A bit of granite therapy – hiking in the White Pass

I had to go to Skagway on Thursday to pick up a couple of packages at the post office, and it was one of those days that developed on the fly. I thought about taking the motorcycle, then maybe my dog with no dogs, then finally invited Bella and Tucker and packed everything I’d need if I decided to go hiking in the White Pass with the dogs. We hit the road just after 10:30.

The new bridge that will carry the South Klondike Highway over the Nares River at Carcross was a very busy place, so I drove up what was once the access road to my cabin and took a few photos from there. I haven’t seen a completion date but the way it’s looking I’d guess sometime in August.

The new bridge that will carry the South Klondike Highway over the Nares River at Carcross

The new bridge that will carry the South Klondike Highway over the Nares River at Carcross

There was hardly a ripple on Windy Arm, so I stopped near the Bove Island viewpoint for a photo. This is a good example of why I never tire of this drive.

Bove Island, South Klondike Highway
There were 4 large cruise ships docked at Skagway, and it was a very busy place. I had to go to the post office 3 times, as it was closed despite a sign that said it was open.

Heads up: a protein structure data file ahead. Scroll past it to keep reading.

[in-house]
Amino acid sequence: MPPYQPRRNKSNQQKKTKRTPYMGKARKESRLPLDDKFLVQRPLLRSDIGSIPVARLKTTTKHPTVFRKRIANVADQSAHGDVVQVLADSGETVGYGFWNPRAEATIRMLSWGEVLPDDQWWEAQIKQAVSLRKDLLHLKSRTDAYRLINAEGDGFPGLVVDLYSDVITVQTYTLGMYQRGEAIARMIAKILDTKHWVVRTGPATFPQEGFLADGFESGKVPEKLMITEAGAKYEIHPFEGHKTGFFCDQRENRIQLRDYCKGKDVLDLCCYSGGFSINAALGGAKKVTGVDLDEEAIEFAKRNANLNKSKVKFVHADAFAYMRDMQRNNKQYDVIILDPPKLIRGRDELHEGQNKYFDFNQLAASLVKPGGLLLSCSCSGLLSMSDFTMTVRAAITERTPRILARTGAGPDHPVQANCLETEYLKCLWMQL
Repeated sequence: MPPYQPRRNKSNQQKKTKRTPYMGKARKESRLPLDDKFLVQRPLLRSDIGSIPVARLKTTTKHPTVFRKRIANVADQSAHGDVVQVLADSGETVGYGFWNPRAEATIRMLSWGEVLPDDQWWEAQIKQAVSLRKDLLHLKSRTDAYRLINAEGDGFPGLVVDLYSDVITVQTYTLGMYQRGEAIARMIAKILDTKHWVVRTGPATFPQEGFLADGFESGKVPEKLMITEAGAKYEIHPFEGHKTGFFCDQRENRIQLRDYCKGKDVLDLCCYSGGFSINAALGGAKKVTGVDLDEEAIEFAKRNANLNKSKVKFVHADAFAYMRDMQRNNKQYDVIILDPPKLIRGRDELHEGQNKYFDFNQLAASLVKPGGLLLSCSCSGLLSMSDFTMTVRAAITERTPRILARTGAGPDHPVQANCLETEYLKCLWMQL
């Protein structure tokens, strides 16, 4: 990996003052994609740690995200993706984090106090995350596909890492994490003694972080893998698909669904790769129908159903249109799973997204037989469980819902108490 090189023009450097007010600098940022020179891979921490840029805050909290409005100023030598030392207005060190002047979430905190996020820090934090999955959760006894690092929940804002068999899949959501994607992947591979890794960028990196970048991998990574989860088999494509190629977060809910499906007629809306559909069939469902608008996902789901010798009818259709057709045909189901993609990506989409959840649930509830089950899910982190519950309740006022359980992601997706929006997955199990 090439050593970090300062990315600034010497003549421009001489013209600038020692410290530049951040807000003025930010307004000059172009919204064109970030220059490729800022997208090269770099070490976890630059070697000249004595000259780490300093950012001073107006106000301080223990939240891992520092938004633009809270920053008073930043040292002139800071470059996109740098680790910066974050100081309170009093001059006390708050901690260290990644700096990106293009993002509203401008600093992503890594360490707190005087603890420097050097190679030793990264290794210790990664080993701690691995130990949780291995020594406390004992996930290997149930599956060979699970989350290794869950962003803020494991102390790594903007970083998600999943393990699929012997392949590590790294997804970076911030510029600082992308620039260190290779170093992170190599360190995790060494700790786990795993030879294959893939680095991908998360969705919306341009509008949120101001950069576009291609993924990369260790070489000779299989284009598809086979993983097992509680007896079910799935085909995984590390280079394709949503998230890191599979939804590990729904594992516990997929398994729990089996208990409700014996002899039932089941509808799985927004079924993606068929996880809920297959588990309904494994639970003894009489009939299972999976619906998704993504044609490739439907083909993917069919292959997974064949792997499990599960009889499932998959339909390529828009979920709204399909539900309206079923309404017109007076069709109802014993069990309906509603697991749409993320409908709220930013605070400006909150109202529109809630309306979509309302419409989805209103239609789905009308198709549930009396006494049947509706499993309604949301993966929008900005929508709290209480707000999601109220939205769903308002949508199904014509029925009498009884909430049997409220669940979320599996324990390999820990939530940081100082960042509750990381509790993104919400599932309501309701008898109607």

A cruise ship dominates Broadway in Skagway, Alaska

After picking up my packages, I took the kids for a walk to meet people at the Railroad Dock. This is something that’s always fun for all concerned, but this day was a particularly good one. Tucker can be a bit reserved, but he was right into meeting people, and he got a lot of attention – often Bella gets most of it.

We headed north at about 2:00, still without a firm plan to go hiking. I pulled in to the parking area for the International Falls trail, thought about that for a couple of minutes, then went back a couple of hundred meters to the border. Instead of hiking west on a trail, we’d hike east, off-trail. Part of the reason was that I need Bella and Tucker to be leashed to hike the International Falls trail, because of the many cliffs – on the granite to the east they can be free the entire time. At 2:35, we started up.

Parked at Km 24 of the South Klondike Highway, the Canada/USA border